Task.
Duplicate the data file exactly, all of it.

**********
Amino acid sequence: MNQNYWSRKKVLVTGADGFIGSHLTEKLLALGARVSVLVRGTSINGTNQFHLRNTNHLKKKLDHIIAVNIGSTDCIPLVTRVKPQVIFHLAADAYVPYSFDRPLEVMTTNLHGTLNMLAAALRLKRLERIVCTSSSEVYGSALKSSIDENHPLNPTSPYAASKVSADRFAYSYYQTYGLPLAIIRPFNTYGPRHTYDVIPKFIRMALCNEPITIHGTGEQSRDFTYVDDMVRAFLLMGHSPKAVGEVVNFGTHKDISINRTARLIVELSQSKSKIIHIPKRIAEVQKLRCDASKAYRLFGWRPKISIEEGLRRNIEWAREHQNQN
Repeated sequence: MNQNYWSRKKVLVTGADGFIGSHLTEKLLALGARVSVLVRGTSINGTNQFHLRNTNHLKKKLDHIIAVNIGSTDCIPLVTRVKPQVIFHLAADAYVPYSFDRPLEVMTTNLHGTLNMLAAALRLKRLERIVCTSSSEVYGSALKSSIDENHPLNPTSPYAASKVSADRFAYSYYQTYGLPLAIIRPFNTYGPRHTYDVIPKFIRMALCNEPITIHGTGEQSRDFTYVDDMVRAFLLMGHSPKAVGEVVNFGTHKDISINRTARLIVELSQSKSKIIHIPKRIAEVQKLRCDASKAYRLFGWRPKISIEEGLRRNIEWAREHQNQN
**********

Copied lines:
Amino acid sequence: MNQNYWSRKKVLVTGADGFIGSHLTEKLLALGARVSVLVRGTSINGTNQFHLRNTNHLKKKLDHIIAVNIGSTDCIPLVTRVKPQVIFHLAADAYVPYSFDRPLEVMTTNLHGTLNMLAAALRLKRLERIVCTSSSEVYGSALKSSIDENHPLNPTSPYAASKVSADRFAYSYYQTYGLPLAIIRPFNTYGPRHTYDVIPKFIRMALCNEPITIHGTGEQSRDFTYVDDMVRAFLLMGHSPKAVGEVVNFGTHKDISINRTARLIVELSQSKSKIIHIPKRIAEVQKLRCDASKAYRLFGWRPKISIEEGLRRNIEWAREHQNQN
Repeated sequence: MNQNYWSRKKVLVTGADGFIGSHLTEKLLALGARVSVLVRGTSINGTNQFHLRNTNHLKKKLDHIIAVNIGSTDCIPLVTRVKPQVIFHLAADAYVPYSFDRPLEVMTTNLHGTLNMLAAALRLKRLERIVCTSSSEVYGSALKSSIDENHPLNPTSPYAASKVSADRFAYSYYQTYGLPLAIIRPFNTYGPRHTYDVIPKFIRMALCNEPITIHGTGEQSRDFTYVDDMVRAFLLMGHSPKAVGEVVNFGTHKDISINRTARLIVELSQSKSKIIHIPKRIAEVQKLRCDASKAYRLFGWRPKISIEEGLRRNIEWAREHQNQN